In congressional language, a scrubber is now referred to as a Phase I technology defined as a
technological system of continuous emissions reduction that achieves a 90 percent reduction in
emissions of a pollutant.16
The sludge created by a scrubber is still a problem, although a limited market has for sludge has
developed. The Tennessee Valley Authority (TVA) invested in more expensive scrubber systems
that produces a powder rather than gooey sludge. The TVA sells the powder to companies that turn
it into gypsum used in the production of wallboard.

The Section 936 Tax Credit


This case centers on an important issue addressed in the legislative arena and on the nonmarket
strategies of corporations seeking to preserve the tax credit. The issue is well-identified, interest
groups are already in place, and it is beginning to move through the legislative process. The issue
has arisen because of the Clinton administrations desire to reduce the federal budget deficit and
restructure a tax benefit that was intended to create jobs but which is a very costly means of doing
so. Most policy analysts would probably agree with both of these points. Another dimension of
this issue is a concern on the part of some members of Congress, such as Senator Pryor, about the
high profits in the pharmaceutical industry. This dimension will motivate some members, but those
are probably not the pivotal ones.
An important issue is whether mainland corporations would leave Puerto Rico if the tax credit were
eliminated. This is difficult to answer because corporations do not wish to state publicly their
intentions; e.g., stating that they would leave if the credit were eliminated might appear to be a mild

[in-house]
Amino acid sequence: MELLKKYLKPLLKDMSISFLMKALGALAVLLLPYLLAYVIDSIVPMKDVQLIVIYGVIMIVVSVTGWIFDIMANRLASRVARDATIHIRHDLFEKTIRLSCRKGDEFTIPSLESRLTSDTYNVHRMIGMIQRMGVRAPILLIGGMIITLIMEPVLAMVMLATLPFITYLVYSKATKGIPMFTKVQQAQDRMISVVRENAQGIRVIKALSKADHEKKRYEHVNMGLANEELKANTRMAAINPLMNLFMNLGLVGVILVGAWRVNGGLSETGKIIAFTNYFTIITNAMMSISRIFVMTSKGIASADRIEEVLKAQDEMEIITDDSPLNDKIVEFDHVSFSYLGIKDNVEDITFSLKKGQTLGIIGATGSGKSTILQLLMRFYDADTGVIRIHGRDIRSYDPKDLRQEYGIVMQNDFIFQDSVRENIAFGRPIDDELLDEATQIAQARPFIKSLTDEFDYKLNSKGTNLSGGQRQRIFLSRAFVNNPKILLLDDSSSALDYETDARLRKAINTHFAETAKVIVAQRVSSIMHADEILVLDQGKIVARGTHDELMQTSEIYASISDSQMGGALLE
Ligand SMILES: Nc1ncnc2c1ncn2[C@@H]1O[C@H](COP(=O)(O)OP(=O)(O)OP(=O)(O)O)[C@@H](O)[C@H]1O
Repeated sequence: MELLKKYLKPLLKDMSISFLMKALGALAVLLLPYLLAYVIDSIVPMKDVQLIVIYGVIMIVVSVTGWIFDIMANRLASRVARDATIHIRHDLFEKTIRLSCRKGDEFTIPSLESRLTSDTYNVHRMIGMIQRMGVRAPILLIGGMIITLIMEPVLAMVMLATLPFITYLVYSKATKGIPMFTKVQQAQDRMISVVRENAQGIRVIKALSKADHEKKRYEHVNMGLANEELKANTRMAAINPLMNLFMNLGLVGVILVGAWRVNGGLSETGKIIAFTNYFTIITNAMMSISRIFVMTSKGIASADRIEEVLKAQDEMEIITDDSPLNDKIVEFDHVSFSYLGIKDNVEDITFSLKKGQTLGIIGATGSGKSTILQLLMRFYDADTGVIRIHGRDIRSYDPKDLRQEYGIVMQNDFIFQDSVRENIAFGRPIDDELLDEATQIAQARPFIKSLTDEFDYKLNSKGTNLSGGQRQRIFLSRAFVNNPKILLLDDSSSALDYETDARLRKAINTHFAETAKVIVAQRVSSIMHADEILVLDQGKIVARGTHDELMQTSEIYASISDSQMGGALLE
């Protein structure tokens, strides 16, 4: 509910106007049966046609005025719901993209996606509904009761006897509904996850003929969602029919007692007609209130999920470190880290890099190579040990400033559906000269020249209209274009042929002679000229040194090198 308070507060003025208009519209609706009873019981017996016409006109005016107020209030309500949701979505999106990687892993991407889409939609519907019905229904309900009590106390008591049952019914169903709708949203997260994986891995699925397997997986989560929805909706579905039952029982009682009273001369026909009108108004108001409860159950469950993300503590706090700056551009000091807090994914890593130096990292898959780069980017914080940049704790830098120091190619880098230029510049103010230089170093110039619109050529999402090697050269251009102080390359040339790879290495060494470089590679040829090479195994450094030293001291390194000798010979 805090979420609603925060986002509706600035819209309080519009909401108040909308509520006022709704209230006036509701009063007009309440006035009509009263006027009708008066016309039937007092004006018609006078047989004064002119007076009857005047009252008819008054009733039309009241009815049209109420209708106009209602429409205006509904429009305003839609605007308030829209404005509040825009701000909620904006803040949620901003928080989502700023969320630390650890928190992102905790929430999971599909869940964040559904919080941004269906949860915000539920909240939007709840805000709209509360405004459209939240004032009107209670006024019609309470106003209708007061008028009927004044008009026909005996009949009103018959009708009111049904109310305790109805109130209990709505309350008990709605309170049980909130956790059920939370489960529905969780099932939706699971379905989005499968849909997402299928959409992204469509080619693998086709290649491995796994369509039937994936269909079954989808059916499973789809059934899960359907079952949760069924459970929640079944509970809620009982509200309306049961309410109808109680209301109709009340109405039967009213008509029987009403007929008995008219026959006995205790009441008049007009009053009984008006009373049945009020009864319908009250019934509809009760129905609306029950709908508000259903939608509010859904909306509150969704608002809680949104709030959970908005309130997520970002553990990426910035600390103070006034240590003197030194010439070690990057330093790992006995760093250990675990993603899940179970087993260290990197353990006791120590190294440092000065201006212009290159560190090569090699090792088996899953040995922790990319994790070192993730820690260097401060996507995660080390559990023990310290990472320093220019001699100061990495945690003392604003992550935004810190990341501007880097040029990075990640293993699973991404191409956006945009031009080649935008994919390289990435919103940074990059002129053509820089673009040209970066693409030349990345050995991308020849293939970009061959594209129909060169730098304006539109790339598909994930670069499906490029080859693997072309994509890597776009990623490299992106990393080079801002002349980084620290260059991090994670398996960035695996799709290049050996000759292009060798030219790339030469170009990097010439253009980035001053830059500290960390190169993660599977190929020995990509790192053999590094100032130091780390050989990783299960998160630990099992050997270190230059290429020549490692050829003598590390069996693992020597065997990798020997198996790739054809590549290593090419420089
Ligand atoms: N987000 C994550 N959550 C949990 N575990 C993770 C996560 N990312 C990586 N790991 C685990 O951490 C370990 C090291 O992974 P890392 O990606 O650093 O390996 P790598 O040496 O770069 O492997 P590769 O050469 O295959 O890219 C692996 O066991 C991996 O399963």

16

Congressional Quarterly Weekly Report, November 24, 1990, p. 3947.

127

form of extortion. In reality, a number of the capital-intensive corporations would likely leave.
(An executive of one of the companies stated privately that it would leave.) The labor-intensive
companies might remain. It seems quite clear that any major reduction or restructuring of the credit
would result in the loss of jobs.
The issue caught some of the interest groups by surprise, and they were faced with the task of
formulating and implementing a nonmarket strategy to deal with the Clinton administrations bill.
The issue is clearly one of distributive politics with the complication that it involves the longstanding issue of commonwealth status versus statehood. In plebiscites, Puerto Ricans have
narrowly rejected statehood. If Puerto Rico were to become a state, the tax credit would be
eliminated. Conversely, if the tax credit were eliminated, one of the obstacles to statehood would
be eliminated.
The case illustrates the nature of distributive politics and the conflicting interests even among
businesses. The case also indicates the nature of political compromise. The main feature of the
case, however, is the formulation and implementation of political strategies. The institutional focus
is on Congress and the office of the president. Both representational and informational strategies
were used. The informational dimension centers on how many firms would leave if the tax credit
were eliminated.
The alignment of interests in this case depends on the alternative under consideration. Regarding
the alternative of defeating the Clinton plan, virtually all mainland corporations, with the possible
exception of the some of the most labor-intensive corporations, favor the status quo over the plan.
This results because the total tax credits would be reduced by $6.7 billion. The opposition to the
plan is strongest among the capital-intensive companies that stand to lose because of both the
reduced credits and the restructuring of the credit based on wages. Presumably all companies
oppose the elimination of the credit on interest earned on deposits in Puerto Rican banks (even
though there is an offset based on equipment). Mainland companies are already organized for this
political battle, and PRUSA is able to represent their interests in a relatively unified manner. The
magnitude of the tax credits at risk means the demand for political action is high, and the costs of
supplying political action are low. The strategy issue is thus how to effectively participate in the
politics of this issue.
The interest group that stands to benefit from the Clinton plan is taxpayers, but they are too costly
to organize so they will not participate. The benefits of the Clinton plan are thus widely-distributed